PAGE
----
Next time we’ll try and do what’s right:
tie the lawn chair to the deck,
stow in the shed what’s apt to fly,
listen close to those who know by heart
what breaks in times like these
and what might keep.
This is no age that holds bad news at bay:
the big storm brewing in the night,
and written daily in the skies.
The umbrella we forgot outside
gets called to duty in the reckless wind–
all we can do is hunker down and wait.
We find out middle of the night
more of what we might have known–
a tree comes down with whoosh and crack–
the circus sound of whip in air,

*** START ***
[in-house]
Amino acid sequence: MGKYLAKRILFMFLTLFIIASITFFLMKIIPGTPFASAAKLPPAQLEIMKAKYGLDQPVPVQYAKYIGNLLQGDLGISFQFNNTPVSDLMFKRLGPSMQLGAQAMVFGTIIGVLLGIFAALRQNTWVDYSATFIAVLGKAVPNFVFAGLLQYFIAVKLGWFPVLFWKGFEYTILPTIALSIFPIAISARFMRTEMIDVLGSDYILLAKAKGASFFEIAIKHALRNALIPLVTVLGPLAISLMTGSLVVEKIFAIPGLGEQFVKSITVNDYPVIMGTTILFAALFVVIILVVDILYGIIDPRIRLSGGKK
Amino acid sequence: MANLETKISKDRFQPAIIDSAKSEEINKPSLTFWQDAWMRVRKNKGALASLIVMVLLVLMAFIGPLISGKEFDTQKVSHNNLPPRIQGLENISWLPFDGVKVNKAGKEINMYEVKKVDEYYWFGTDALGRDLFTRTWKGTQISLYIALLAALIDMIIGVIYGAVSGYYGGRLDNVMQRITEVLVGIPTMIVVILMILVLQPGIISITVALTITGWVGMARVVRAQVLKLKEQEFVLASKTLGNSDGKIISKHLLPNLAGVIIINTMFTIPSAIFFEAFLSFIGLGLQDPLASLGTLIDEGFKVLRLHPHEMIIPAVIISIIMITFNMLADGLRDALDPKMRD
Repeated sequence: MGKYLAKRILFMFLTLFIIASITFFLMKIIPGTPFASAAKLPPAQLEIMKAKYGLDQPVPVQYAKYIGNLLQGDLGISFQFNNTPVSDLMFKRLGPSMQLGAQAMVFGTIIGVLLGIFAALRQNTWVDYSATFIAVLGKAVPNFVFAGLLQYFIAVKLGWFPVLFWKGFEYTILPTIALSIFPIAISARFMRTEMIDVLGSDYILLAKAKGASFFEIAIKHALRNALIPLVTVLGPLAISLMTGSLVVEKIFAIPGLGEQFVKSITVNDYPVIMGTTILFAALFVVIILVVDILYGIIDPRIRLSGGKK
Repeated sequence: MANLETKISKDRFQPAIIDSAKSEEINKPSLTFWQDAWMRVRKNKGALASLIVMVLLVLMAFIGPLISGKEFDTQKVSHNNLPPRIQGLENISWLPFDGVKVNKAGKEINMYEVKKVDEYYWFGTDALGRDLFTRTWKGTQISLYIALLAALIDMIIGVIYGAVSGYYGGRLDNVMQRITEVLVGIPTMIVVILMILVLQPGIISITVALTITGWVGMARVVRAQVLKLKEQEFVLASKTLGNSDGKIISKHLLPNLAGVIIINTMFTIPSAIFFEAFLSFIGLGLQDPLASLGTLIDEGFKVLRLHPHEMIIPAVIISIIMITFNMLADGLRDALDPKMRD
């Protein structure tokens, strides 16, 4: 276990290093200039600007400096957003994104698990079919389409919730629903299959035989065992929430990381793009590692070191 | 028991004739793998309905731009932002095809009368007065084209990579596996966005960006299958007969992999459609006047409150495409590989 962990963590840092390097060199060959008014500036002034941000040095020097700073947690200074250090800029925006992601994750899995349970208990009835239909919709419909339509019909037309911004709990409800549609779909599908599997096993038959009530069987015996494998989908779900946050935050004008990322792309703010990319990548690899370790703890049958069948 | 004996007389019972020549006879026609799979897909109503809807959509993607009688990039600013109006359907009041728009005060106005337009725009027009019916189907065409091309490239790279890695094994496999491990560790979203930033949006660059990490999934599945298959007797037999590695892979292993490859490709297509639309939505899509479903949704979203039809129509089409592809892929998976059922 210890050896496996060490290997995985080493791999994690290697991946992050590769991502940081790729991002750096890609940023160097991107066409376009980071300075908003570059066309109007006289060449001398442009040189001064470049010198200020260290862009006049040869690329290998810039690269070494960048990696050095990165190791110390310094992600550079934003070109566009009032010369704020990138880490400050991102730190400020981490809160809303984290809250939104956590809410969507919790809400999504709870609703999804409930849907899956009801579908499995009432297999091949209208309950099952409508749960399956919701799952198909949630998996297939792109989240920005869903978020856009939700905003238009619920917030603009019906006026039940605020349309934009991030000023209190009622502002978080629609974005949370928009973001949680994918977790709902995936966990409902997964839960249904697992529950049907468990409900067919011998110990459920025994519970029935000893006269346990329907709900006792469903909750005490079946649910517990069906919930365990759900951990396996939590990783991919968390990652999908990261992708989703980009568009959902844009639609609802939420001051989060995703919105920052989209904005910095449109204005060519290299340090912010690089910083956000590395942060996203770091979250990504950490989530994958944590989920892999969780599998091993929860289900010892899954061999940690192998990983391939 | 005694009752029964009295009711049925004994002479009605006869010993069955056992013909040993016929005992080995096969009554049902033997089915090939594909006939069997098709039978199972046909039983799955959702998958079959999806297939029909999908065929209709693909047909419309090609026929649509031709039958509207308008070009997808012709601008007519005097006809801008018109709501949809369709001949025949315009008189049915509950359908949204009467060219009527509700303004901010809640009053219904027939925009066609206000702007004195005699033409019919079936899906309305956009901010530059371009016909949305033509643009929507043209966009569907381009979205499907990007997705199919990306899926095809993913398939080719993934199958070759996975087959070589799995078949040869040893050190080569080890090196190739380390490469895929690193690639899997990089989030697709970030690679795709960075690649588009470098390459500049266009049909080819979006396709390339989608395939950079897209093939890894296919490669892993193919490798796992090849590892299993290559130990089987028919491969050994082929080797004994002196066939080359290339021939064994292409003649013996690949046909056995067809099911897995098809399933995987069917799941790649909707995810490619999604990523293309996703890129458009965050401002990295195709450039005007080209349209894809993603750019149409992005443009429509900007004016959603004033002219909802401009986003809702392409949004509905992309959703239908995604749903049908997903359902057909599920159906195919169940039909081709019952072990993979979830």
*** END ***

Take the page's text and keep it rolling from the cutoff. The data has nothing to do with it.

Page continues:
not the earth-shaking thud
we’d dreamed and feared.
We stumble out at dawn to gasp and behold
this streetscape we wished we’d memorized—
now downed trees, smashed cars, life’s debris,
chainsaws gearing up to go. All subject to change
at the whim of winds—we thought was ours
was not ours to keep.
by Alan Walowitz
Editor’s Note: This poem’s impressive rhythm breaks down in the last stanza, mirroring the destruction the narrator realizes could not be helped.